The National Labor Relations Act (“NLRA”) imposes on employers the duty to bargain in good faith over mandatory subjects of bargaining such as wages, hours, and terms and conditions of employment. Generally speaking, even in emergency situations, such as this one, employers are required to bargain with the union over unilateral changes concerning mandatory subjects of bargaining, unless your collective bargaining agreement provides otherwise.
Here are several questions that we have received.
Q: Are there any exceptions to the general duty to bargain in good faith prior to making unilateral change to a mandatory subject of bargaining?
A: The general duty to bargain over changes in contractual terms may be suspended where compelling economic exigencies compel prompt action. The law views “compelling economic exigencies” as extraordinary, unforeseen events having a major economic effect that requires the employer to take immediate action and make a unilateral change.
Although an outbreak like the COVID-19 coronavirus would seem to fit the description of a “compelling economic exigency,” realize that its effect will be different for every employer. That is, while it may suspend the duty to bargain for one employer whose only facility was infected, it will likely not suspend the duty for an employer that has lost significant accounts or contracts as a result of the outbreak. In practice, the safest course of action (and the one most likely to avoid future litigation) is to notify the union in all cases, even if you believe that your particular situation fits into the “compelling economic exigency” category. Please contact your attorney prior to relying upon this exception because it is rarely as straight forward as one may presume.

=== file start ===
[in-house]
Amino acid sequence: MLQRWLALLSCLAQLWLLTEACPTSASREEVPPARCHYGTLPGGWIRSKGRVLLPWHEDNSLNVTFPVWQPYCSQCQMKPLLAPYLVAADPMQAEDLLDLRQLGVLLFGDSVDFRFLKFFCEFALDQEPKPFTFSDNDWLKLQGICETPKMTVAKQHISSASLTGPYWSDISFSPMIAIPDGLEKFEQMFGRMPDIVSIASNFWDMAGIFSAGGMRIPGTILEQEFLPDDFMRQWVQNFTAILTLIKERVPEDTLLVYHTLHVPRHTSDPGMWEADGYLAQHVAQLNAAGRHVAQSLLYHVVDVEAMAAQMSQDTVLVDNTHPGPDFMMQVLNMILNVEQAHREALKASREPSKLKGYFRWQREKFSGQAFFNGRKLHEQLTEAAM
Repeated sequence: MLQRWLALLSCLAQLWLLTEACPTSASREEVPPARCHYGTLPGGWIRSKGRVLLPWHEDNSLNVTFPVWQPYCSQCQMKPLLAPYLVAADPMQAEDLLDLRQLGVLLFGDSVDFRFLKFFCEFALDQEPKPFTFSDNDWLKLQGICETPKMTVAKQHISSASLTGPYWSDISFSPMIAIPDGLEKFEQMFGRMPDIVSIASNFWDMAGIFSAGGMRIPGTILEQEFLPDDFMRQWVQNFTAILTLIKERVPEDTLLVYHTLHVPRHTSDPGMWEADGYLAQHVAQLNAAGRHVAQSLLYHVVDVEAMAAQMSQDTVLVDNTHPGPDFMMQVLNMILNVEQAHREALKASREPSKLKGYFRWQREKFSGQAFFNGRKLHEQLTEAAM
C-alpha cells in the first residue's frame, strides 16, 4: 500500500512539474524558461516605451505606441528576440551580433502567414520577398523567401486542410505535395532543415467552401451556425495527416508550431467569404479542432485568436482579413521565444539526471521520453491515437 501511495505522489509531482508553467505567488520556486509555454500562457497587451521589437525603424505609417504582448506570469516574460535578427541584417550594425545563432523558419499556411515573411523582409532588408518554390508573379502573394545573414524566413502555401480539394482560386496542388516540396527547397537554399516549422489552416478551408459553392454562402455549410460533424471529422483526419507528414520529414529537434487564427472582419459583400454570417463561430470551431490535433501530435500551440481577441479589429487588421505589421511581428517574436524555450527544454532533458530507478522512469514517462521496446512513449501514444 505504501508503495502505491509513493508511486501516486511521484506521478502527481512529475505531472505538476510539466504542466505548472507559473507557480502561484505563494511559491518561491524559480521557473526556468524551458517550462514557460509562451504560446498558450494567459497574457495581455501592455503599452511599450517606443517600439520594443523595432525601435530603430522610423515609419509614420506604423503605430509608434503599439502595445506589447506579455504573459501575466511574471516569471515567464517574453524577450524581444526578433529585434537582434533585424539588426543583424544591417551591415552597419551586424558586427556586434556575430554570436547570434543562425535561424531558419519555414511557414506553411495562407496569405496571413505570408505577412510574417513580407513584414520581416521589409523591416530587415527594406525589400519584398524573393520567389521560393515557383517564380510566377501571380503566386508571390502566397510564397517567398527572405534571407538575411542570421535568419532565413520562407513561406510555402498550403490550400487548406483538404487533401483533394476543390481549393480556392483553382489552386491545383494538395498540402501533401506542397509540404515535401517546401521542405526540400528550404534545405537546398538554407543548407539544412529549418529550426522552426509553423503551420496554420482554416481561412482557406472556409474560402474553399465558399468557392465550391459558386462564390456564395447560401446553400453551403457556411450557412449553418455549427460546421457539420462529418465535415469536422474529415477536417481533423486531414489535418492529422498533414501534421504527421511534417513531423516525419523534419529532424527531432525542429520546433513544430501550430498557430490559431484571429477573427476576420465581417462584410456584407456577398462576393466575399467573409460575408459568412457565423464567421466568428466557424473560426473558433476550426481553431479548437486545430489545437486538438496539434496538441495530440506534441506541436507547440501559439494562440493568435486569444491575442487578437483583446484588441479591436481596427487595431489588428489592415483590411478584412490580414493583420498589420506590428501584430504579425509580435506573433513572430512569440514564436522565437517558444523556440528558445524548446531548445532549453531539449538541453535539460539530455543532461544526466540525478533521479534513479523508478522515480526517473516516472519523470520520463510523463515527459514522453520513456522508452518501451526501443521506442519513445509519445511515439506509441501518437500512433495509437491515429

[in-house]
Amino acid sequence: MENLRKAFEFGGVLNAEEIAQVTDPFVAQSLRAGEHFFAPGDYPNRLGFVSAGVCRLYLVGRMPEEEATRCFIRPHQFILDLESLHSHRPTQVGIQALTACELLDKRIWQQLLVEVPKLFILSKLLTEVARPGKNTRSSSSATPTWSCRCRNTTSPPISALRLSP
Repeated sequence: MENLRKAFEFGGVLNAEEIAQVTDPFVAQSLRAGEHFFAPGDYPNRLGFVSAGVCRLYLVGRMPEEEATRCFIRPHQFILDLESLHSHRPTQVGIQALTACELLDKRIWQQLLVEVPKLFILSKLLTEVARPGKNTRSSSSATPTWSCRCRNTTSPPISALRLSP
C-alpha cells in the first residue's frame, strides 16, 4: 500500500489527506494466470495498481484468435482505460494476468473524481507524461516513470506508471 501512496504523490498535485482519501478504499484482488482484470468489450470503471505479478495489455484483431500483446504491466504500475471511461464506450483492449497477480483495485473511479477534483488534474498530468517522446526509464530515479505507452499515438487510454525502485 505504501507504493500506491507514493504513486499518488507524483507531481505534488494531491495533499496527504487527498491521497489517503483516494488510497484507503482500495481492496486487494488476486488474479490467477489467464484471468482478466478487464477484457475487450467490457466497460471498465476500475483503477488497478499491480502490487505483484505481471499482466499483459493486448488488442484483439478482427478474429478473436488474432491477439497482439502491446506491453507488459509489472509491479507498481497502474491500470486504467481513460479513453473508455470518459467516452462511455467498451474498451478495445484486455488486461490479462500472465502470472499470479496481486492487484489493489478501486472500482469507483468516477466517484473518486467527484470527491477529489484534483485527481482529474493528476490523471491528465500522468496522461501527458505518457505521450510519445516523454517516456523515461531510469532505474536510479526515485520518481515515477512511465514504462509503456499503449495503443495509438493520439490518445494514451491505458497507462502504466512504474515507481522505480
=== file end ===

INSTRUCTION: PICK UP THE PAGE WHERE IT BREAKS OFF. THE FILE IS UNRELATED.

Q: How much notice do I have to give the union before I make a change to my contract?
A: The law requires employers to give the union “adequate” notice of a proposed change to the collective bargaining agreement, so as to engage in meaningful bargaining over that change on request. There is no hard and fast rule as to how much notice is adequate. It depends on the circumstances of each situation.
Q: If a public health official (or the government) shuts down the facility, can I ignore the labor agreement?
A: In short, no. There may (and most likely are) steps that can be taken. You should first review the requirements in the labor agreement. You should then contact your attorney to see if there are additional steps that you may take. You should not though simply assume that the public official (or government) directive overrides your labor agreement.